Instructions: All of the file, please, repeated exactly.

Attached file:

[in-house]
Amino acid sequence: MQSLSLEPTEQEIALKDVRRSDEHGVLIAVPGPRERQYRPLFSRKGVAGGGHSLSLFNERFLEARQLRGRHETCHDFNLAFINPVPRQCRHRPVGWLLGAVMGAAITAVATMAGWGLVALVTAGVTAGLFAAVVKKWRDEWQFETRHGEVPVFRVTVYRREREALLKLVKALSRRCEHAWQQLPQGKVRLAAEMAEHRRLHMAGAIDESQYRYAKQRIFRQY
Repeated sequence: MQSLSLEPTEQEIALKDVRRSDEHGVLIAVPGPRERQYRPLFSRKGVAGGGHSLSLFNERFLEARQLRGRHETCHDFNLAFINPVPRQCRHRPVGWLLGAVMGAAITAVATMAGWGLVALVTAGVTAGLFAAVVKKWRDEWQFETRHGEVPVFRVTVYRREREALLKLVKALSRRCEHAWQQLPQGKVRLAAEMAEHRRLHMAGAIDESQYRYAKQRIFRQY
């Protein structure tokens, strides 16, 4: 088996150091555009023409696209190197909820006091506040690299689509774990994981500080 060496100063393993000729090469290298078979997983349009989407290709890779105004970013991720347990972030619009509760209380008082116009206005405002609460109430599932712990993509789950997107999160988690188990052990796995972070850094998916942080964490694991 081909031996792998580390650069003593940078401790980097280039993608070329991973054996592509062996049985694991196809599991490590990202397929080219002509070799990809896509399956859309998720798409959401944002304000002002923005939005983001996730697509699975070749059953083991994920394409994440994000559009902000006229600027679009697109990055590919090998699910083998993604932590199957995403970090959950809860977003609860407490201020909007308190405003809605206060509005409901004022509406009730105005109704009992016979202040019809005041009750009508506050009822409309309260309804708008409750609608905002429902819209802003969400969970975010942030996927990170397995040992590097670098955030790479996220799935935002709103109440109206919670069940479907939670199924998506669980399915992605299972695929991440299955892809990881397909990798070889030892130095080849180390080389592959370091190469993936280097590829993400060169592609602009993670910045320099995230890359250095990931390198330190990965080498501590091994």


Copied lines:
[in-house]
Amino acid sequence: MQSLSLEPTEQEIALKDVRRSDEHGVLIAVPGPRERQYRPLFSRKGVAGGGHSLSLFNERFLEARQLRGRHETCHDFNLAFINPVPRQCRHRPVGWLLGAVMGAAITAVATMAGWGLVALVTAGVTAGLFAAVVKKWRDEWQFETRHGEVPVFRVTVYRREREALLKLVKALSRRCEHAWQQLPQGKVRLAAEMAEHRRLHMAGAIDESQYRYAKQRIFRQY
Repeated sequence: MQSLSLEPTEQEIALKDVRRSDEHGVLIAVPGPRERQYRPLFSRKGVAGGGHSLSLFNERFLEARQLRGRHETCHDFNLAFINPVPRQCRHRPVGWLLGAVMGAAITAVATMAGWGLVALVTAGVTAGLFAAVVKKWRDEWQFETRHGEVPVFRVTVYRREREALLKLVKALSRRCEHAWQQLPQGKVRLAAEMAEHRRLHMAGAIDESQYRYAKQRIFRQY
């Protein structure tokens, strides 16, 4: 088996150091555009023409696209190197909820006091506040690299689509774990994981500080 060496100063393993000729090469290298078979997983349009989407290709890779105004970013991720347990972030619009509760209380008082116009206005405002609460109430599932712990993509789950997107999160988690188990052990796995972070850094998916942080964490694991 081909031996792998580390650069003593940078401790980097280039993608070329991973054996592509062996049985694991196809599991490590990202397929080219002509070799990809896509399956859309998720798409959401944002304000002002923005939005983001996730697509699975070749059953083991994920394409994440994000559009902000006229600027679009697109990055590919090998699910083998993604932590199957995403970090959950809860977003609860407490201020909007308190405003809605206060509005409901004022509406009730105005109704009992016979202040019809005041009750009508506050009822409309309260309804708008409750609608905002429902819209802003969400969970975010942030996927990170397995040992590097670098955030790479996220799935935002709103109440109206919670069940479907939670199924998506669980399915992605299972695929991440299955892809990881397909990798070889030892130095080849180390080389592959370091190469993936280097590829993400060169592609602009993670910045320099995230890359250095990931390198330190990965080498501590091994």